At the moment our focus is on the digitalization of the brand, so we’re developing apps, games for children around their health and conditions. We are also diversifying the content and looking into preventative health and public health issues. We are becoming a brand that doesn’t just produce content for children who may be experiencing an illness, but for all the children so we
are developing publications on everything from getting active to oral health and STDs. Our big vision is really to change the face of children’s health, and to become the brand where young people know they can come to access a community of information and support, maintaining good health for themselves. We really want to also help and encourage the autonomy of young people and the self-management of their medical conditions via their phone or iPad.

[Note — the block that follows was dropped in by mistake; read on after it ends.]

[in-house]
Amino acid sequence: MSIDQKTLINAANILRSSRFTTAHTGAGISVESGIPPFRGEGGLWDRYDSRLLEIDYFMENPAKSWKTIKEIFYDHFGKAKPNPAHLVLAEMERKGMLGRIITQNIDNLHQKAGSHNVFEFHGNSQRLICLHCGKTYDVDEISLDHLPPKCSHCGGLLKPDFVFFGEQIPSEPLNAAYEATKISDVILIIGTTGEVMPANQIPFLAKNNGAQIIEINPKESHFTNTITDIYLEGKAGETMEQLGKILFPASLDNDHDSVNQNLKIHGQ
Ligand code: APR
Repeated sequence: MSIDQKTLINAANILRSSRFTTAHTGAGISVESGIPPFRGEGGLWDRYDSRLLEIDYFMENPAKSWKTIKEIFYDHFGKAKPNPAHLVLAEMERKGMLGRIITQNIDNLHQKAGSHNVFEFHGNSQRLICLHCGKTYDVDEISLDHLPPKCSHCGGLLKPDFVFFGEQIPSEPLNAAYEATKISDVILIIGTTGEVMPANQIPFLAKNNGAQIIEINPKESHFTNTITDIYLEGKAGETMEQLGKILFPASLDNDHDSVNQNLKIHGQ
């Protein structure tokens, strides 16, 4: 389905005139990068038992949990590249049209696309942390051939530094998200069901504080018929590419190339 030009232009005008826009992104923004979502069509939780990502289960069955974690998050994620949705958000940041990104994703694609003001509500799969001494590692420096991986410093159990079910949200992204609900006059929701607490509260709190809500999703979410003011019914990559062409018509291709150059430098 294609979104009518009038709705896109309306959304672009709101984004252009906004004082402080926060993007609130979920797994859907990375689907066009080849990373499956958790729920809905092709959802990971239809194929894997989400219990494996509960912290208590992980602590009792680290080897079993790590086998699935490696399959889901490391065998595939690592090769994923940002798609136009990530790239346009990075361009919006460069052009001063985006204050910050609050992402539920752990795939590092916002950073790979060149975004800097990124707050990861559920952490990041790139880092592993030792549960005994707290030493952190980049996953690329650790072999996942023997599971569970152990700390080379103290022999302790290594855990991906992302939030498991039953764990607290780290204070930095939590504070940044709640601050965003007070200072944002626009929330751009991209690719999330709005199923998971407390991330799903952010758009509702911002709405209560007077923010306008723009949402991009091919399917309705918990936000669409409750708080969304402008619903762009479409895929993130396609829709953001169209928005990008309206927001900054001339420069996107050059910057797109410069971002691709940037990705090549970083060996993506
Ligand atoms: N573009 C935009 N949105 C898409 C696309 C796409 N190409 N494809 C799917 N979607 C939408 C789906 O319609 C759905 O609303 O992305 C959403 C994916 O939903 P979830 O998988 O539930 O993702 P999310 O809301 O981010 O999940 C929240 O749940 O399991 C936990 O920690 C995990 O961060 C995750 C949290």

13. What advice would you give to doctors who are thinking of starting a business or an entrepreneurial venture?

The biggest advice is you have to be 100% passionate about what you’re doing. You need it to overcome all the issues like the worry, the stress, the sleepless nights. In some ways, it’s really like having another baby!

14. Some people say you cannot do what you love and get good money for it. How true do you think this is?

I think it’s completely untrue. I’m sure that Richard Branson, for example, never wakes up on Necker Island hating his job. Obviously, every job has its challenges, but your career takes up such a large portion of your life, so whatever you do, what is the point of not enjoying it? You have to follow your passion.

15. Thank you, Kate. I’m sure lots of doctors will be very inspired and motivated by your story.

My pleasure, thank you.